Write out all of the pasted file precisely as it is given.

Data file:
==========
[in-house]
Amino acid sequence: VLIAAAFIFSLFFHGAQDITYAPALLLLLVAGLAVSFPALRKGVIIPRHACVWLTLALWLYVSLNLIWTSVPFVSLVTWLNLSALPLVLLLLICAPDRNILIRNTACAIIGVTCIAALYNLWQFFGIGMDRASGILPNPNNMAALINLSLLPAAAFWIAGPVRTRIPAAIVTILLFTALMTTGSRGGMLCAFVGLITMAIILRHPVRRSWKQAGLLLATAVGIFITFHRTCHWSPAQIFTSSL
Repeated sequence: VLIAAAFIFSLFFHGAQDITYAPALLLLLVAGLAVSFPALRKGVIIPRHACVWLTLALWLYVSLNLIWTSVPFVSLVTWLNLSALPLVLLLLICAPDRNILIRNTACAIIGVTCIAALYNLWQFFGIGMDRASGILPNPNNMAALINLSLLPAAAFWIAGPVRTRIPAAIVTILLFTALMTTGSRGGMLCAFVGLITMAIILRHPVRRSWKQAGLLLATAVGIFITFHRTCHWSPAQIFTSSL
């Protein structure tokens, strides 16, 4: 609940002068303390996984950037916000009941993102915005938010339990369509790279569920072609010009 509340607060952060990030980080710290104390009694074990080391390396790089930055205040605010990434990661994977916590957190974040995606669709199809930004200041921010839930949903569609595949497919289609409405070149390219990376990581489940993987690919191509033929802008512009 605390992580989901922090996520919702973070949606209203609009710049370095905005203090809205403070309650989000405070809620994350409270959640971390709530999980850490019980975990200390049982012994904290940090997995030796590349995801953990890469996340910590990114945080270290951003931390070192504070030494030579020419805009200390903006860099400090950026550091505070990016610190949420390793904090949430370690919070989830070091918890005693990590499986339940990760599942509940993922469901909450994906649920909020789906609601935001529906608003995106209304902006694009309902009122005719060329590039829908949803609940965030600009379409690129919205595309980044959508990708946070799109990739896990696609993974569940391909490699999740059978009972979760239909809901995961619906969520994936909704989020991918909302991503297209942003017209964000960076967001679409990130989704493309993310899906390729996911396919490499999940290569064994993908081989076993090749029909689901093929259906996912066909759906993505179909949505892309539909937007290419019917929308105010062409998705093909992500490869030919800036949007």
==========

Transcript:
[in-house]
Amino acid sequence: VLIAAAFIFSLFFHGAQDITYAPALLLLLVAGLAVSFPALRKGVIIPRHACVWLTLALWLYVSLNLIWTSVPFVSLVTWLNLSALPLVLLLLICAPDRNILIRNTACAIIGVTCIAALYNLWQFFGIGMDRASGILPNPNNMAALINLSLLPAAAFWIAGPVRTRIPAAIVTILLFTALMTTGSRGGMLCAFVGLITMAIILRHPVRRSWKQAGLLLATAVGIFITFHRTCHWSPAQIFTSSL
Repeated sequence: VLIAAAFIFSLFFHGAQDITYAPALLLLLVAGLAVSFPALRKGVIIPRHACVWLTLALWLYVSLNLIWTSVPFVSLVTWLNLSALPLVLLLLICAPDRNILIRNTACAIIGVTCIAALYNLWQFFGIGMDRASGILPNPNNMAALINLSLLPAAAFWIAGPVRTRIPAAIVTILLFTALMTTGSRGGMLCAFVGLITMAIILRHPVRRSWKQAGLLLATAVGIFITFHRTCHWSPAQIFTSSL
């Protein structure tokens, strides 16, 4: 609940002068303390996984950037916000009941993102915005938010339990369509790279569920072609010009 509340607060952060990030980080710290104390009694074990080391390396790089930055205040605010990434990661994977916590957190974040995606669709199809930004200041921010839930949903569609595949497919289609409405070149390219990376990581489940993987690919191509033929802008512009 605390992580989901922090996520919702973070949606209203609009710049370095905005203090809205403070309650989000405070809620994350409270959640971390709530999980850490019980975990200390049982012994904290940090997995030796590349995801953990890469996340910590990114945080270290951003931390070192504070030494030579020419805009200390903006860099400090950026550091505070990016610190949420390793904090949430370690919070989830070091918890005693990590499986339940990760599942509940993922469901909450994906649920909020789906609601935001529906608003995106209304902006694009309902009122005719060329590039829908949803609940965030600009379409690129919205595309980044959508990708946070799109990739896990696609993974569940391909490699999740059978009972979760239909809901995961619906969520994936909704989020991918909302991503297209942003017209964000960076967001679409990130989704493309993310899906390729996911396919490499999940290569064994993908081989076993090749029909689901093929259906996912066909759906993505179909949505892309539909937007290419019917929308105010062409998705093909992500490869030919800036949007």